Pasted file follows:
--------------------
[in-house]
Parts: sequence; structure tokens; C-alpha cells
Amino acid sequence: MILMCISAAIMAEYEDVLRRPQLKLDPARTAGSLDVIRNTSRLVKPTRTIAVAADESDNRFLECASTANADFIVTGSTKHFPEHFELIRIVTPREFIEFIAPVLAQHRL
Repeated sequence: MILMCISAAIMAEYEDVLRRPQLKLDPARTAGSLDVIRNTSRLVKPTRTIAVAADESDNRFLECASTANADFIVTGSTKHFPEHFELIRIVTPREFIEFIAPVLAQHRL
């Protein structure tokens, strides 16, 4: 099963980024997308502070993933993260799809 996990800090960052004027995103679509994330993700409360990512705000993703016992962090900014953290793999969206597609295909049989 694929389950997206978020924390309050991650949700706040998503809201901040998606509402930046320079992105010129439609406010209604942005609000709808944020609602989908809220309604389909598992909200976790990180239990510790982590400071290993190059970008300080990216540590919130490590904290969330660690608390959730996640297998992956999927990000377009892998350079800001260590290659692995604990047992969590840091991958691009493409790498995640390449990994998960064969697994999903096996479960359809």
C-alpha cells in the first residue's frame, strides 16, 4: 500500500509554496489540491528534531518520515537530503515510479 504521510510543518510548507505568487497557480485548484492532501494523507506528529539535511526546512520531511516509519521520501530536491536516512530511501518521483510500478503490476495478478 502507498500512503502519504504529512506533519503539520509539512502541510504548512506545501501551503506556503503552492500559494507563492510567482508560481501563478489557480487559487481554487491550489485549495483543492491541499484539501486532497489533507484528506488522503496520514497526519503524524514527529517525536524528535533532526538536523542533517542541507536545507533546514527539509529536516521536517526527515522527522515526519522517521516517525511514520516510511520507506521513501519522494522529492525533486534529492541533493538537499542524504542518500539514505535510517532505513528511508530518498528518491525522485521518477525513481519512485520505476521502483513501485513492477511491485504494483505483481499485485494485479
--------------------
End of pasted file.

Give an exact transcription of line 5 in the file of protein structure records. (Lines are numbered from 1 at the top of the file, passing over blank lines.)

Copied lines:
């Protein structure tokens, strides 16, 4: 099963980024997308502070993933993260799809 996990800090960052004027995103679509994330993700409360990512705000993703016992962090900014953290793999969206597609295909049989 694929389950997206978020924390309050991650949700706040998503809201901040998606509402930046320079992105010129439609406010209604942005609000709808944020609602989908809220309604389909598992909200976790990180239990510790982590400071290993190059970008300080990216540590919130490590904290969330660690608390959730996640297998992956999927990000377009892998350079800001260590290659692995604990047992969590840091991958691009493409790498995640390449990994998960064969697994999903096996479960359809």